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The Treasure of the Sierra Madre

#587 - The Treasure of the Sierra Madre
John Huston, 1948

In 1920s Mexico, a trio of unemployed Americans head into the mountains in search of gold.

With his weather-beaten features and his rough yet nasal voice, Humphrey Bogart still makes for an unlikely example of a classic A-list movie star. Several of his most famous roles tend to bypass his gravelly countenance and sell him as a damaged anti-hero with a slightly romantic edge, for good (Casablanca) or not-so-good (Sabrina). The Treasure of the Sierra Madre might just be my favourite film to feature the man and it doesn't feature him playing one of his usual anti-heroic types or even a straight-up villain like in The Petrified Forest. Here, Bogart plays Fred C. Dobbs, an American who is down and out in a Mexican town in 1925. After trying to beg money off rich folks and getting cheated out of being paid for fair work, he and his equally impoverished buddy Bob Curtin (Tim Holt) decide to take up prospecting, hoping to find gold in the unexplored wilderness. To help them out on this venture, they bring in an older and more experienced prospector named Howard (Walter Huston), who agrees to guide them on their journey to riches. Of course, once the trio actually find a suitable vein of gold to mine, they must contend with various threats such as murderous bandits, opportunistic explorers, dangerous animals and, last but definitely not least, the greed and paranoia that affects all three of them (especially Dobbs).

The Treasure of the Sierra Madre is a pretty masterful example of classic cinema thanks to its tautly paced plot that doesn't drag over the course of two hours, generating as much drama from the growing friction between its three leads as it does from having their operation be endangered by external conflicts. Each of the three leads is definitely good enough to carry their own weight and prop one another up; as Dobbs, Bogart gives us a desperate man whose desire to simply make enough money to survive quickly escalates into an extremely obsessive mindset that puts him at odds with his companions, leading to a performance that drops his trademark sense of hard-boiled charisma in favour of an increasingly manic and deranged performance. His tendency to lapse into motor-mouthed diatribes is matched by the senior Huston, whose advanced age does not prevent him from being able to keep up with (and even surpass) Bogart in terms of being able to rattle off lines of dialogue like machine-gun fire. Though his old-prospector mannerisms are likely to prompt laughter in a few instances, they only make him an even more charming and layered character rather than render his dramatics ridiculous. Between these two, Holt's more restrained turn as an earnest young man simply looking to make a small fortune instead of a large one is an appropriately understated one; as a result, he doesn't need to go overboard with it. Outside of the core ensemble, other memorable performances include the smooth-talking explorer (Bruce Bennett) and the Mexican bandit leader (Alfonso Bedoya) who put in good turns that don't break the film's rhythms with their appearances.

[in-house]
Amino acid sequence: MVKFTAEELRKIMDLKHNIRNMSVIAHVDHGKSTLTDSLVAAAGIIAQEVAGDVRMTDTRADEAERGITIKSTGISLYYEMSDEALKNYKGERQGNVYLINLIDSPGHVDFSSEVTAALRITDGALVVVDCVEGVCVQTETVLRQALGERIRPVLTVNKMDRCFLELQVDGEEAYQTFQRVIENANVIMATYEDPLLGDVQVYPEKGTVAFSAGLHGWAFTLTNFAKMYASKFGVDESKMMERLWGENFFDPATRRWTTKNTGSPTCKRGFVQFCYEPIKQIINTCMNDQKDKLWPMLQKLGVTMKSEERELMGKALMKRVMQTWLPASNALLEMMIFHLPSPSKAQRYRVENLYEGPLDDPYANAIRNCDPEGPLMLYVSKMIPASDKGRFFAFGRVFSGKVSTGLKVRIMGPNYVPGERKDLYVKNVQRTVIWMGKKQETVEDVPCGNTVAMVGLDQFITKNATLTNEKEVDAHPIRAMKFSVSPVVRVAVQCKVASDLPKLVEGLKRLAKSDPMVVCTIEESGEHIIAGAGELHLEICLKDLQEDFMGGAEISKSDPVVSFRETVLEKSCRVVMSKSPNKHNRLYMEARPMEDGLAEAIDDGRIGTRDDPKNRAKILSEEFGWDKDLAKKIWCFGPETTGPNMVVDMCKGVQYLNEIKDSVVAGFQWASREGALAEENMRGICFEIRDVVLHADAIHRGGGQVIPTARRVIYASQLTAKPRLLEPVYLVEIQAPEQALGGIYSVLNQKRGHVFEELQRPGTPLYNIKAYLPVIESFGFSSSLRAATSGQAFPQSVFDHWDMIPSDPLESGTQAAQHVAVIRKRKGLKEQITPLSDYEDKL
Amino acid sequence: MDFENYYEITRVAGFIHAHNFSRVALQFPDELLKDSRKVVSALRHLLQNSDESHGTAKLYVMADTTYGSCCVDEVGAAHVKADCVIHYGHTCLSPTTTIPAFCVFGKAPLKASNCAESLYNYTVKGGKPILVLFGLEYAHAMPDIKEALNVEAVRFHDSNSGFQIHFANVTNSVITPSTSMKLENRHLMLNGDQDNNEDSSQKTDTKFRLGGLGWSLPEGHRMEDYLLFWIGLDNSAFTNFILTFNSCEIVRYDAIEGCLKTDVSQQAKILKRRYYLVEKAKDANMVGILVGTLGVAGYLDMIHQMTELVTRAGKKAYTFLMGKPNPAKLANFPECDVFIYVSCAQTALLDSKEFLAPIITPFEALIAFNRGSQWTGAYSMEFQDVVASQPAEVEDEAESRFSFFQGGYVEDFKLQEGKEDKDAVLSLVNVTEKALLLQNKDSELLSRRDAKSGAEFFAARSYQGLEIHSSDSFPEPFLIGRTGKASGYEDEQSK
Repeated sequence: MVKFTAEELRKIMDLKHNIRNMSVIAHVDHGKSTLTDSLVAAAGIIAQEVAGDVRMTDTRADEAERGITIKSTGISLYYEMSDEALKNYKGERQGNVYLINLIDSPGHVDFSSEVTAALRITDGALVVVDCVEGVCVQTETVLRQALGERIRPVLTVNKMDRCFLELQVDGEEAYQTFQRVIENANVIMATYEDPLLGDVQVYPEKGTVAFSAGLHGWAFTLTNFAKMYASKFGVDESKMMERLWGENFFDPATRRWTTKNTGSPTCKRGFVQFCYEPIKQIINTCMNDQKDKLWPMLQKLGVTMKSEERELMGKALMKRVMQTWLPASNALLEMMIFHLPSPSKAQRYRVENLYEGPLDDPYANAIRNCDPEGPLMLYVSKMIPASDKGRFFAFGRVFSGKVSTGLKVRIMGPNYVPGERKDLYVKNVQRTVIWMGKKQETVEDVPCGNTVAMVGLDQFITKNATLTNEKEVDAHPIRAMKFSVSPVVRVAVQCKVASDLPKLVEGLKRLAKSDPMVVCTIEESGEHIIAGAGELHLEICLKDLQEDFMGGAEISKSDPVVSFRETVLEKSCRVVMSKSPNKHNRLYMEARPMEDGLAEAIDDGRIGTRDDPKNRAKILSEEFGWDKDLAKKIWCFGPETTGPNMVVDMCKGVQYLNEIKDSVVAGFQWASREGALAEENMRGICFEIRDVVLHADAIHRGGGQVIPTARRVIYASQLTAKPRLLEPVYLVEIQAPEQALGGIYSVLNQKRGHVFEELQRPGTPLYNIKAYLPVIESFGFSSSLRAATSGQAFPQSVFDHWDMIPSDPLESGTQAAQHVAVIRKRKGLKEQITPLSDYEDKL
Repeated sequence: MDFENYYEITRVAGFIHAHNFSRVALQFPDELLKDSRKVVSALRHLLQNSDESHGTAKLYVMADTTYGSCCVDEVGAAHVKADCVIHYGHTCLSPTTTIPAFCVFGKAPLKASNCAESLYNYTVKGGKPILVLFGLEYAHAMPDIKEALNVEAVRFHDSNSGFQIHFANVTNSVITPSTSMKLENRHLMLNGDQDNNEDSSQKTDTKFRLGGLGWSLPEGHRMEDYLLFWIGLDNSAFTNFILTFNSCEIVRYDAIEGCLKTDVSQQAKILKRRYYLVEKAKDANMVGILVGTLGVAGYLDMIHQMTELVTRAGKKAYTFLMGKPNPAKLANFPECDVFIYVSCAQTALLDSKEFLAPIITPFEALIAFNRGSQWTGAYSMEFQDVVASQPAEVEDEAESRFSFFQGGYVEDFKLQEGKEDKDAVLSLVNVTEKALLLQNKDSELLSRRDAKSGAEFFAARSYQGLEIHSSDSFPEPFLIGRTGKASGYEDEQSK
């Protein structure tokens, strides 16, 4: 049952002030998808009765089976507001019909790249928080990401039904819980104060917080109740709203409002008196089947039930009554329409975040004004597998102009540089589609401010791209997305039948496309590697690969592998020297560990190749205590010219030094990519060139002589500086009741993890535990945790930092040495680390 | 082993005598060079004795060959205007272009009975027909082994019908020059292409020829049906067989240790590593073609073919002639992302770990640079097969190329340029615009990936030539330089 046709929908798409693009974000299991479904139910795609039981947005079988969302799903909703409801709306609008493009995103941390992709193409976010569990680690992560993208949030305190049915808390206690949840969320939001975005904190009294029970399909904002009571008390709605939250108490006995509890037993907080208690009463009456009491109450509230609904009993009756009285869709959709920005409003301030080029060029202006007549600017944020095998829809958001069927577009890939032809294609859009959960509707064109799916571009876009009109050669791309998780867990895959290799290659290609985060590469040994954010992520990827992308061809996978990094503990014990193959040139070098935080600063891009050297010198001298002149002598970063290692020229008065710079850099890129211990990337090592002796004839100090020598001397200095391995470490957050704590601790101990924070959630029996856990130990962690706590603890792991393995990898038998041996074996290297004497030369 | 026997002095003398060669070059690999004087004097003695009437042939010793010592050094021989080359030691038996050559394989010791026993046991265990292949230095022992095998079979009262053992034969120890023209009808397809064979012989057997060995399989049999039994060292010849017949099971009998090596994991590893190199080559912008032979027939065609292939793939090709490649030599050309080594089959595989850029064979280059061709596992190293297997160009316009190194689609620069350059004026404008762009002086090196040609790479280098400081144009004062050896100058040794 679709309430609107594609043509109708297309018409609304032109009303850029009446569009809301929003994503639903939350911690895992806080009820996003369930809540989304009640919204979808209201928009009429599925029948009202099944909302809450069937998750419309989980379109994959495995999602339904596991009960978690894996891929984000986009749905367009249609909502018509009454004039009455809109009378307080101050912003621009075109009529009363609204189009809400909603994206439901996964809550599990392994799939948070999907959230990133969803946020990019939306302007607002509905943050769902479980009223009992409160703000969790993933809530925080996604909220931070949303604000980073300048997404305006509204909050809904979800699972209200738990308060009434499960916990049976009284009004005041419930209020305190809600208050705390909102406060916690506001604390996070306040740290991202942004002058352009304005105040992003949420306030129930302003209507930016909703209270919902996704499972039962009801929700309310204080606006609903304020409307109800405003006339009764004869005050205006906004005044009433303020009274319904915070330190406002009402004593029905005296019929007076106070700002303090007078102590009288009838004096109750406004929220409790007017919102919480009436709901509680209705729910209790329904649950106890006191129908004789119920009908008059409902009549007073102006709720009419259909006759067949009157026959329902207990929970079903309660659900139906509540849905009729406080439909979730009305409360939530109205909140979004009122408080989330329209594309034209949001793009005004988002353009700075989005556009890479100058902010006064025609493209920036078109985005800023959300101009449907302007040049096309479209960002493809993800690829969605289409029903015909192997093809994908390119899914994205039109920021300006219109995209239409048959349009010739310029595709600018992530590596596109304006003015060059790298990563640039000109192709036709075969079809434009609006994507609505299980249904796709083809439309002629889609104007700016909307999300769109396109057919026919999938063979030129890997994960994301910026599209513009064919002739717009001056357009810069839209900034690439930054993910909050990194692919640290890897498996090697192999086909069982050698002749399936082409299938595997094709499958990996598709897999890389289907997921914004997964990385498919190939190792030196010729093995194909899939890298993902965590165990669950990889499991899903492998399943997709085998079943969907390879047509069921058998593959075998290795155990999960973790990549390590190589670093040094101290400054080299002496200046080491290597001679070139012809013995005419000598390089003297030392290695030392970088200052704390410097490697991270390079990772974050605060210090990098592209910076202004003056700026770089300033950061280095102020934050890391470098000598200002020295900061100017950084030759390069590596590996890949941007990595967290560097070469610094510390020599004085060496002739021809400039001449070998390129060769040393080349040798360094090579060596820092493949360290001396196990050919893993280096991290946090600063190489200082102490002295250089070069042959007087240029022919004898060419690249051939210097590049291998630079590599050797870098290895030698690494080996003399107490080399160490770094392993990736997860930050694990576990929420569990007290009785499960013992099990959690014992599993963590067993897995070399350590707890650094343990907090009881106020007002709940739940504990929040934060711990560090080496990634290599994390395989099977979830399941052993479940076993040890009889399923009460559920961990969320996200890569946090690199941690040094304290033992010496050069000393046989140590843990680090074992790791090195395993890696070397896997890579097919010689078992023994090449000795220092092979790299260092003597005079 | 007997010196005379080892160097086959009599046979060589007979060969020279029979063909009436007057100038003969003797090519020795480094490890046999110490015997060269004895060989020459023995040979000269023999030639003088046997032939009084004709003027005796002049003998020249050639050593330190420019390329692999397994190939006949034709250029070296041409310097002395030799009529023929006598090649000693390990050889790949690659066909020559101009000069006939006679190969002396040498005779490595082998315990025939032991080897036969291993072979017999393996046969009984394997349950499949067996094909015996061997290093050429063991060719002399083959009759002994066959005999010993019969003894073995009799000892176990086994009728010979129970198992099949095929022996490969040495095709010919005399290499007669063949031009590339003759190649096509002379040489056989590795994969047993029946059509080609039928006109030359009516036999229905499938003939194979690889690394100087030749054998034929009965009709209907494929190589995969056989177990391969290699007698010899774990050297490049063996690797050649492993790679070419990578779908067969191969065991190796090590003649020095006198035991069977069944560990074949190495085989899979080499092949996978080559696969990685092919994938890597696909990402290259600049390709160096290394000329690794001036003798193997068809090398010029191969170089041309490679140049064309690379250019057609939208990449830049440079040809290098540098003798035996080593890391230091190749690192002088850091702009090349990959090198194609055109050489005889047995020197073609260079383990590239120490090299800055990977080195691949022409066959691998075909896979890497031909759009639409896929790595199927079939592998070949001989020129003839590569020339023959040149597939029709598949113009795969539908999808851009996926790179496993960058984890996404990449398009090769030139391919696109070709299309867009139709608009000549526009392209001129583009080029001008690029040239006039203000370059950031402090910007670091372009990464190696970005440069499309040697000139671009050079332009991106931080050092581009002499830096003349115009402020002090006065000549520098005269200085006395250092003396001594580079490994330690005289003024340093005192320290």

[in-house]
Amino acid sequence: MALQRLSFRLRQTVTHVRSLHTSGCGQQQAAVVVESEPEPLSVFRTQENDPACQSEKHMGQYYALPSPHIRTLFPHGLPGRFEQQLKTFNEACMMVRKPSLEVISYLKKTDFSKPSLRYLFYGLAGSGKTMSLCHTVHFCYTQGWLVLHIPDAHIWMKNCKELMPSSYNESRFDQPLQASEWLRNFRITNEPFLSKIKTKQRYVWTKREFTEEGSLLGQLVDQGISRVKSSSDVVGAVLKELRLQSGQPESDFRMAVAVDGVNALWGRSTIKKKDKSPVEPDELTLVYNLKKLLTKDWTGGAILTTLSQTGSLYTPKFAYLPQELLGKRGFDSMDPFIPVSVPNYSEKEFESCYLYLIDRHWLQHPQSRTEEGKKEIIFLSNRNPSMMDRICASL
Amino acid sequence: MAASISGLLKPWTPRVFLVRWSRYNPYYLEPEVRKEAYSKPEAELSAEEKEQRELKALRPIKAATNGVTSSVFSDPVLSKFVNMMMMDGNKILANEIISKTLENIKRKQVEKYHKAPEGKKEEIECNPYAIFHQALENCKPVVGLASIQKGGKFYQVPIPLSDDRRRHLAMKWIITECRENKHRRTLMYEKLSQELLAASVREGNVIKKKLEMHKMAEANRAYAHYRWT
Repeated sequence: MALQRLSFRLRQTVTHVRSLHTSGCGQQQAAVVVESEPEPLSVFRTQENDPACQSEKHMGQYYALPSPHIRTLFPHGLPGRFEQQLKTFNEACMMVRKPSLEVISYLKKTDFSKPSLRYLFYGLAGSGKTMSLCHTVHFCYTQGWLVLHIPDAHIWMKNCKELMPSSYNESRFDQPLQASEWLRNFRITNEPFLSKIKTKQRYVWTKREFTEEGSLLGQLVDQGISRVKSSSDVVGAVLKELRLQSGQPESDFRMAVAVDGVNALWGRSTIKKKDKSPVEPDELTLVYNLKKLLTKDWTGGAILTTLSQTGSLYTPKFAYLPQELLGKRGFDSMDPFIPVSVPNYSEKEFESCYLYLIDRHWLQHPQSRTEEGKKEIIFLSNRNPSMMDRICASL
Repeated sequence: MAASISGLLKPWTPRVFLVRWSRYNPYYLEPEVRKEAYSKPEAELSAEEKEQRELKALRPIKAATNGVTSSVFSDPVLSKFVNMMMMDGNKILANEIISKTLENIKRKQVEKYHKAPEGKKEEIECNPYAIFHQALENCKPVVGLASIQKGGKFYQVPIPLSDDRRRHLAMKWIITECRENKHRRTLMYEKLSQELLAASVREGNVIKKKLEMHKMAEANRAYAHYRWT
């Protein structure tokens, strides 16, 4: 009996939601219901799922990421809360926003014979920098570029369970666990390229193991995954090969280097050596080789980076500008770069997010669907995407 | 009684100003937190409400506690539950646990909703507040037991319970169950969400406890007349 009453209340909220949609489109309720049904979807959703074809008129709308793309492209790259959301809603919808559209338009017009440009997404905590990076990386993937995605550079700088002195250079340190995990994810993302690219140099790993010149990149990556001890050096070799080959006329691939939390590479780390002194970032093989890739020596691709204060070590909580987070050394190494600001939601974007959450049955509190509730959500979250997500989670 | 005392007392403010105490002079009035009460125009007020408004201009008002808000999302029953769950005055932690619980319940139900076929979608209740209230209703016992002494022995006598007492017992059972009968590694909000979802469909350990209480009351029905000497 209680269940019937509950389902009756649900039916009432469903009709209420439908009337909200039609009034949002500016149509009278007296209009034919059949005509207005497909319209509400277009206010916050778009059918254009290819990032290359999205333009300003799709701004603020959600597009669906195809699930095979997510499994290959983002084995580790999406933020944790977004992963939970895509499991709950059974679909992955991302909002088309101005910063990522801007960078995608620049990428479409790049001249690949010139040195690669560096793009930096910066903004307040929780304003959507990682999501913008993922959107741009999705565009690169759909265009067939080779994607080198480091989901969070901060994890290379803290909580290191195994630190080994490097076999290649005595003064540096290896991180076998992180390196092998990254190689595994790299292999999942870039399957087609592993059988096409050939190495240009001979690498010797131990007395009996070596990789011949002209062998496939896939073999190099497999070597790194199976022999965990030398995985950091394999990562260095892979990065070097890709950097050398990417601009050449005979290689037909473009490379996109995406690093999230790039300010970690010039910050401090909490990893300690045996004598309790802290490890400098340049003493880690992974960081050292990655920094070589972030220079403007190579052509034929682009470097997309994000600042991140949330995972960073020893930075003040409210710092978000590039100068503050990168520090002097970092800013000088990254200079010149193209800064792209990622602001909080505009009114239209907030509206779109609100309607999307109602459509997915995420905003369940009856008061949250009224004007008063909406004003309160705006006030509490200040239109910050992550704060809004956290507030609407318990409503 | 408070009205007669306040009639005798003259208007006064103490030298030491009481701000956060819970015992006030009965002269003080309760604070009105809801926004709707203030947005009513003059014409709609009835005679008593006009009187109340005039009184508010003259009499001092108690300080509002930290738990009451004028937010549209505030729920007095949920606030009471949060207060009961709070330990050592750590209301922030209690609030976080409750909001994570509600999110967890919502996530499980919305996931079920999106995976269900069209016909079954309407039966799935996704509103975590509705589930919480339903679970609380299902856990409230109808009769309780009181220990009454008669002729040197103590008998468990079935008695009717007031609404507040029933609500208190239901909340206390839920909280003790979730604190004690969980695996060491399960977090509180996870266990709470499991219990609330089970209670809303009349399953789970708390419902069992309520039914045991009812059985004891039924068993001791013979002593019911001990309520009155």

Though I naturally need to revisit a few of the other contenders to make sure, I would probably still cite The Treasure of the Sierra Madre as my favourite Bogart film, my favourite Huston film, and basically a second-tier favourite. The film is paced incredibly well with each external development spread far enough apart so that the film can addresses each new twist without losing focus or an audience's interest. In addition to forming a satisfactory whole, the film is peppered with great individual moments, whether it's the famous exchange about stinking badges or a certain scene involving a gila monster. The focus on exploring the ramifications of greed does so by giving its leads great character development, with each one embodying a very different reaction to the promise of striking it rich. On a technical level, the film is extremely well-made with sharp black-and-white cinematography doing well at capturing the sun-soaked hillsides and being even better at covering the trio's nights spent by the fireside. The music is naturally old-timey yet the frequent repetitions and variations of the film's main theme never grow tiresome. All things considered, this is quite the old-school masterpiece and is definitely recommended.